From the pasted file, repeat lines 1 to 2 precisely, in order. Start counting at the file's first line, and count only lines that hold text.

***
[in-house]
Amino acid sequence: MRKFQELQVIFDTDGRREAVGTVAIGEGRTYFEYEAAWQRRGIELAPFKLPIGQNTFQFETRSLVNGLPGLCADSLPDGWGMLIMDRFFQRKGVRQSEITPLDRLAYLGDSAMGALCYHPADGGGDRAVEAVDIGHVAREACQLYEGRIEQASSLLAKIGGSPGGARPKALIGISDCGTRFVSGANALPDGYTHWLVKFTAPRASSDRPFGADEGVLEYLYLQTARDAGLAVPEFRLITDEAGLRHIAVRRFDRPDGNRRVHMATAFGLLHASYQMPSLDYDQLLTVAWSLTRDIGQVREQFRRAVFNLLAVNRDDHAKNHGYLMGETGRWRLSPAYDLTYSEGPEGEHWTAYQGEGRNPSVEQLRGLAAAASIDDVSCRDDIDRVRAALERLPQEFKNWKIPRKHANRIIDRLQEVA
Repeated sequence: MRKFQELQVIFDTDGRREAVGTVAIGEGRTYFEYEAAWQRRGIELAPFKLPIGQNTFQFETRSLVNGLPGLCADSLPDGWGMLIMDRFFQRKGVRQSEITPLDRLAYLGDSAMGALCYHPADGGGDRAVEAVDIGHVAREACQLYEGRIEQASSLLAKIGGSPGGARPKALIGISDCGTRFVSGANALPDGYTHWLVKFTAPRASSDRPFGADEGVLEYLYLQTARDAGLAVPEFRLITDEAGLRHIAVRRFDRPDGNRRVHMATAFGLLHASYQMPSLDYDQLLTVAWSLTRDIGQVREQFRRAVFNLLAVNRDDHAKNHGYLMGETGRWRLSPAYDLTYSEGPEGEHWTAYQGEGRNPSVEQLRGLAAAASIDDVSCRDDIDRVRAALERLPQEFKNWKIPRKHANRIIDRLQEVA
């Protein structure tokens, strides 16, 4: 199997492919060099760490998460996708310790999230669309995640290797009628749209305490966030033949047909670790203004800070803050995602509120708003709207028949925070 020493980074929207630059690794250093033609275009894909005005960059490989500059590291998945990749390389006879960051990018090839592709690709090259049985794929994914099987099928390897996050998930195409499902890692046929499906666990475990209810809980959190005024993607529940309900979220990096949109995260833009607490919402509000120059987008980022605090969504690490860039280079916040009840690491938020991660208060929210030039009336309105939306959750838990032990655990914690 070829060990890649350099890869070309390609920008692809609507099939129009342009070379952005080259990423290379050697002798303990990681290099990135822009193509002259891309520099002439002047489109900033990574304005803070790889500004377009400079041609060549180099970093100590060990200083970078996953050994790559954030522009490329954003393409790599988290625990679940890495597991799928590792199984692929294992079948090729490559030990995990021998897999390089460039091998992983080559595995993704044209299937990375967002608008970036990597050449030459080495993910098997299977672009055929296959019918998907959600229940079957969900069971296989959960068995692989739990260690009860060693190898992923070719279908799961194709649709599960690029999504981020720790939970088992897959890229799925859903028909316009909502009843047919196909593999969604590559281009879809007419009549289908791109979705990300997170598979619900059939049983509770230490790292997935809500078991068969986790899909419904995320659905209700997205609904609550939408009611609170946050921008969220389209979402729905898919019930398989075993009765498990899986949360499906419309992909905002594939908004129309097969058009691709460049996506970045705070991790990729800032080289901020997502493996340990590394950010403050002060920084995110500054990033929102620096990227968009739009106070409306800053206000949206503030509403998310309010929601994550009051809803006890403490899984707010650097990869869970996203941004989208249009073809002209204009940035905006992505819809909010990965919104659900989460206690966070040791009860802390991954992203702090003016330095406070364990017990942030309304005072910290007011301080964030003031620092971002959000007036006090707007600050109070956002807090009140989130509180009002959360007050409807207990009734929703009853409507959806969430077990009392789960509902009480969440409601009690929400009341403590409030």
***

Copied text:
[in-house]
Amino acid sequence: MRKFQELQVIFDTDGRREAVGTVAIGEGRTYFEYEAAWQRRGIELAPFKLPIGQNTFQFETRSLVNGLPGLCADSLPDGWGMLIMDRFFQRKGVRQSEITPLDRLAYLGDSAMGALCYHPADGGGDRAVEAVDIGHVAREACQLYEGRIEQASSLLAKIGGSPGGARPKALIGISDCGTRFVSGANALPDGYTHWLVKFTAPRASSDRPFGADEGVLEYLYLQTARDAGLAVPEFRLITDEAGLRHIAVRRFDRPDGNRRVHMATAFGLLHASYQMPSLDYDQLLTVAWSLTRDIGQVREQFRRAVFNLLAVNRDDHAKNHGYLMGETGRWRLSPAYDLTYSEGPEGEHWTAYQGEGRNPSVEQLRGLAAAASIDDVSCRDDIDRVRAALERLPQEFKNWKIPRKHANRIIDRLQEVA